Japanese Higher Education as Myth (英語) ペーパーバック – 2002/2/19
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In this dismantling of the myth of Japanese "quality education", McVeigh investigates the consequences of what happens when statistical and corporatist forces monopolize the purpose of schooling and the boundary between education and employment is blurred.
I basically agree with all his major points, and his ideas had already occurred to me before I read the book. The book only confirmed opinions I already had. When I came to my own Japanese university, there was a lot of talk about educational change and reform and becoming a school with a "special flavor," but most of it was just talk and came to nothing. Some professors are still trying to make changes, but most of the changes are superfluous. However, I think that nowadays thanks to political correctness probably American higher education is worse than Japan's, since it often promotes self-righteous activism instead of true education.
The main flaw in the book is that the writer believes in Postmodernism, which works against his whole thesis. Postmodernism claims that there is no objective truth, but McVeigh claims that his analysis of Japanese higher education is "true." He even makes the self-contradictory statement that "that there are many truths is a Postmodern truism." A Postmodern "truism" is an oxymoron. Japanese students are often relativists already and don't want to find truth, and Japanese professors often uncritically accept Postmodernism and teach it. This sort of relativism undermines meaningful intellectual activity as much as careerism does. American universities are now reaping the results of an ideology that devalues truth and glorifies political activism.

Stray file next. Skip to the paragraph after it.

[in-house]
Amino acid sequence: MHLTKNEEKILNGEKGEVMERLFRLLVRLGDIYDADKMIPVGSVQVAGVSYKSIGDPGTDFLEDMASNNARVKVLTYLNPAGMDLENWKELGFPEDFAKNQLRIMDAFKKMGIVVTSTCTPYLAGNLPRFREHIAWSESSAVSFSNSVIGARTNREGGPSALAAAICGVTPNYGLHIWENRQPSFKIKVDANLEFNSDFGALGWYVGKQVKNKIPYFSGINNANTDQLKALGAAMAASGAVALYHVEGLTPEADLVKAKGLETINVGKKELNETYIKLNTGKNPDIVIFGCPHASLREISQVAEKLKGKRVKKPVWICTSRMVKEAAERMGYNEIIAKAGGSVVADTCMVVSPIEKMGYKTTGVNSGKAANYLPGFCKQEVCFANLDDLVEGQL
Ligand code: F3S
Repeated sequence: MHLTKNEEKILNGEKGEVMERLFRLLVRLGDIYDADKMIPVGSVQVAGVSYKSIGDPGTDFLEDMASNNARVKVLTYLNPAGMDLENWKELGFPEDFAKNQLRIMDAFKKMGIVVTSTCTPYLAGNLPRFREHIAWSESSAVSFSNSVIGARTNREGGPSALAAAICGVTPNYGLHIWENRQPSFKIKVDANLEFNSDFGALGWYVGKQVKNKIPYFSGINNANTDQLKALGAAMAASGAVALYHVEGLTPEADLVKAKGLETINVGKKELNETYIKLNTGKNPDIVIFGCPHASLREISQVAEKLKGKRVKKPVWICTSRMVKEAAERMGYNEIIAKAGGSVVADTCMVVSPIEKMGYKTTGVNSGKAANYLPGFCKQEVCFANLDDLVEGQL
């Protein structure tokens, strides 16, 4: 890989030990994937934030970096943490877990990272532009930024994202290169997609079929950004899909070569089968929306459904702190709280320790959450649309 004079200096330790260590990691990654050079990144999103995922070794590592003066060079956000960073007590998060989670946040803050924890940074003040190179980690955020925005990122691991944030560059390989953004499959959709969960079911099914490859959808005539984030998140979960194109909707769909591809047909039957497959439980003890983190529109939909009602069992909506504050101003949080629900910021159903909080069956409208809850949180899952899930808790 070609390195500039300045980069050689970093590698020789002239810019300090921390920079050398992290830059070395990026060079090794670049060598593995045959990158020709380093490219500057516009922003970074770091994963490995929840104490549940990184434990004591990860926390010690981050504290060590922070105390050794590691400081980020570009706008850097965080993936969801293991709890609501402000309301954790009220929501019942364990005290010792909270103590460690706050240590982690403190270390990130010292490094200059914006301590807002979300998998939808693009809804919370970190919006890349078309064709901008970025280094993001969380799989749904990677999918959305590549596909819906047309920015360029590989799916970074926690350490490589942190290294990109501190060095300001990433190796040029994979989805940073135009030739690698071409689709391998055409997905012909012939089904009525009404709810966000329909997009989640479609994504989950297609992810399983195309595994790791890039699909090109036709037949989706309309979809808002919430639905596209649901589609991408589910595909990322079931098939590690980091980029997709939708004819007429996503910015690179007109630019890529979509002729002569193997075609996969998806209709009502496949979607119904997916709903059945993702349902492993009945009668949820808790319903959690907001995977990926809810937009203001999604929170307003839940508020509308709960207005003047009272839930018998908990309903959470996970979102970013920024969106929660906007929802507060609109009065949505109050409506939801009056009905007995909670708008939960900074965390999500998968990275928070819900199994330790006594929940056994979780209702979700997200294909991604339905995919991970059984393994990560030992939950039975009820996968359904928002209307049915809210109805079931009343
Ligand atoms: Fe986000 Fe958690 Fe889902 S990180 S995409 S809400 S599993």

1. Being Anerican.
2. Having gone to, and I suspect taught at, Ivy League universities.
The central ideas of the book seems to be (and I'm going to have to confess to not having read the whole thing);
1. Japanese students have no study or debating skills.
2. Japanese students are lazy and want to have a good time.
3. Japanese students think university assignments are optional.
I went to university in the UK, and I have taught at an American university in Japan mentioned in the book, and I have to say all of these could apply to British or American students, with the proviso that Americans tend to be ruder and more vocal when they don't understand, and British students have a bigger problem with alcohol. The American professors I met, who taught Japanese and American students side-by-side, didn't seem particularly impressed by their boorish American students!
Certainly there is a lot of truth here, but there is no attempt to seriously stand back and ask these questions:
1. Isn't it our job to teach these students, however bad they may be?
2. Isn't it our job to disabuse them of this notion, or at least work around it?
3. Isn't it a bit much to assume students should all live up to the standards of the Ivy League?
Don't get me wrong. I think the majority of what McVeigh writes is true. Liberal arts in Japan needs a real kick up the arse. At least in terms of liberal arts, Japan is way behind the US or Europe. However, we can hardly say this for the sciences, or for any "hard" subject. Europe, the UK in particular, is way behind Japan in sciences and mathematics.
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